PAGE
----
In the extended pause of the pandemic, Claire, a 15-year-old from Indiana, spent more time criticizing herself. “When you’re left alone with yourself that long, you tend to pick at yourself,” she said. “I was just looking at myself in the mirror like what’s wrong with me? And looking at other people like ‘what are they doing that I’m not?’” She found herself falling into what she called a “shame spiral” where she would tell herself “you have so much time in this pandemic [but] you’re going to come out on the other end the same person you were. You wasted a year of your life.”
Claire, who has ADHD and anxiety, relies on structured schedules to keep her symptoms at bay. When school went online and she lost that much-needed structure, she said it was difficult to care about her work. “It was like, they’re just sending me worksheets. Why do I have to do them? It was a general feeling of existential dread.”
While Claire had been in treatment for mental health for years, she found it hard to be honest with her care team during the pandemic. She said she felt guilty that her usual coping mechanisms weren’t working and was worried about wasting her therapist’s time. Things got better for Claire when she went back to in-person school.
“I was happy that I got to return to things that brought me joy pre-pandemic,” she said. “It gave me a lot to look forward to.” Looking back, Claire said, there just wasn’t understanding from adults about how challenging it is to work on schoolwork alone at home.
Haniya Raza, DO, MPH, a psychiatrist at the National Institute of Mental Health, said that adolescents who had existing mental health conditions, like anxiety or depression, were “particularly vulnerable to an exacerbation of their illness during this pandemic period.”
Whether students dealt with new mental health issues during the pandemic, or experienced the worsening of pre-existing ones, Raza said schools have a crucial role to play as students transition back to the classroom.
“What grown-ups can do is be aware of their students and check in and make an environment where [students] can talk with trusted adults and teachers,” Raza said. “The biggest problem is teens feeling misunderstood.”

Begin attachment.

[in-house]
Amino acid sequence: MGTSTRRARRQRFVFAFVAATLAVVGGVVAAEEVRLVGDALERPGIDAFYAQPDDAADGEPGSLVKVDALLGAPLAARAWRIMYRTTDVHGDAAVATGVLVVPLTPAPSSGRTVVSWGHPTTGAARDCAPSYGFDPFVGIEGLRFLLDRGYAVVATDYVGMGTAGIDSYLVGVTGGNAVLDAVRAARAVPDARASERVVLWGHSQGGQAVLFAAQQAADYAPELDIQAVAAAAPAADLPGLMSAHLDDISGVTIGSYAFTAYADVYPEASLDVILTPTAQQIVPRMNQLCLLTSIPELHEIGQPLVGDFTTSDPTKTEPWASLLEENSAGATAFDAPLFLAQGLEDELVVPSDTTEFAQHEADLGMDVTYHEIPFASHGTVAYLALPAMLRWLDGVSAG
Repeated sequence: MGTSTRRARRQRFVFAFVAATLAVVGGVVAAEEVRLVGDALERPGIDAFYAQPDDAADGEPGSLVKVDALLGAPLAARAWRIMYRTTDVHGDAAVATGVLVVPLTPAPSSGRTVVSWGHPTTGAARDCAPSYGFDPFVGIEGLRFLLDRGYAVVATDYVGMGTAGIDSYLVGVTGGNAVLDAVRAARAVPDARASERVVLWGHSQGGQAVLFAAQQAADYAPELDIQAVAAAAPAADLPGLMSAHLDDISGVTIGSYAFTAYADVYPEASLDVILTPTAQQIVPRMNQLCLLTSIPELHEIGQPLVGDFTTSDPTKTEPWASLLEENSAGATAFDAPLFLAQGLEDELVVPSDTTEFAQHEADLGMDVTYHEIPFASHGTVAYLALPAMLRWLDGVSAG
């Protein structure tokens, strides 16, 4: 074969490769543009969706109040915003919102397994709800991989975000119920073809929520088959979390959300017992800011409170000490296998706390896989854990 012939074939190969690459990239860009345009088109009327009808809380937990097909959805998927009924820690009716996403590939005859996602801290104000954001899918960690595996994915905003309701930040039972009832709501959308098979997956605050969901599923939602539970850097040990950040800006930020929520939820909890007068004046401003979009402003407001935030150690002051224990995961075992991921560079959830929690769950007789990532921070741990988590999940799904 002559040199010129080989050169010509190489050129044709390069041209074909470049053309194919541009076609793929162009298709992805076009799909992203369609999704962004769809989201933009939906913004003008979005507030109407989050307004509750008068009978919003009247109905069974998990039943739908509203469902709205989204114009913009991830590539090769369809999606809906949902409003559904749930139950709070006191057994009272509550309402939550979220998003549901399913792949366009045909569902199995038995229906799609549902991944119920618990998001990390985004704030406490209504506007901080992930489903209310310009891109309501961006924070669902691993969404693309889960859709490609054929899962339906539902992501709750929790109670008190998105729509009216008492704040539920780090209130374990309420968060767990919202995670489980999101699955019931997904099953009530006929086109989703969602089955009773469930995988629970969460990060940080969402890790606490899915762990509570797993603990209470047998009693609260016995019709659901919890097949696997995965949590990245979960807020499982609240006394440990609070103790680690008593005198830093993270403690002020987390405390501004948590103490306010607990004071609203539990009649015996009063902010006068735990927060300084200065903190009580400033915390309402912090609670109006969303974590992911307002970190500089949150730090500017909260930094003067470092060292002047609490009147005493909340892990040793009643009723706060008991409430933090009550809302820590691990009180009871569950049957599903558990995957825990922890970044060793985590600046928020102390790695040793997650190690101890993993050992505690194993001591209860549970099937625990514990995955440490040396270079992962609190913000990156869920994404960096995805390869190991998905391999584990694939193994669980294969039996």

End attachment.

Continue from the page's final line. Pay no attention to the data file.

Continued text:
For Claire, that was a big problem. As she felt mounting pressure to return to “normal” once she was back in school, she said there was little room for readjustment.
“It was hard for people to get back into the swing of things and there wasn’t much grace allotted for that,” she said.
Experts seem to agree that schools should be patient as students re-enter, looking out for worsening mental health. The American School Counselor Association (ASCA) has advised members to be prepared for students’ mental health needs upon returning to school, noting that some may have lost loved ones, witnessed violence, or be afraid of catching COVID-19 once back in school. “School counselors are first responders,” their website reminds readers. And, in 2020, the American Psychological Association advised that all school staff have heightened awareness about students’ mental health upon return to in-person learning, advising a screening system for anxiety and depression, and a plan of care in place for students who are found to be experiencing mental health concerns.
But with mounting need, there are, in many places, fewer resources.
In-school mental health services serve as the only form of treatment for a lot of students, so being out of school meant being away from that lifeline. According to a March 2020 survey from YoungMinds in the UK, 26% of respondents said they couldn’t access mental health help when they were out of school during the pandemic. Upon returning to school, 23% said there were fewer mental health resources than before, according to a follow up survey. For schools still grappling with evolving COVID restrictions and a worsening shortage of both qualified educators and mental health professionals, tending to students’ mental health along with their education is a tedious but important balance.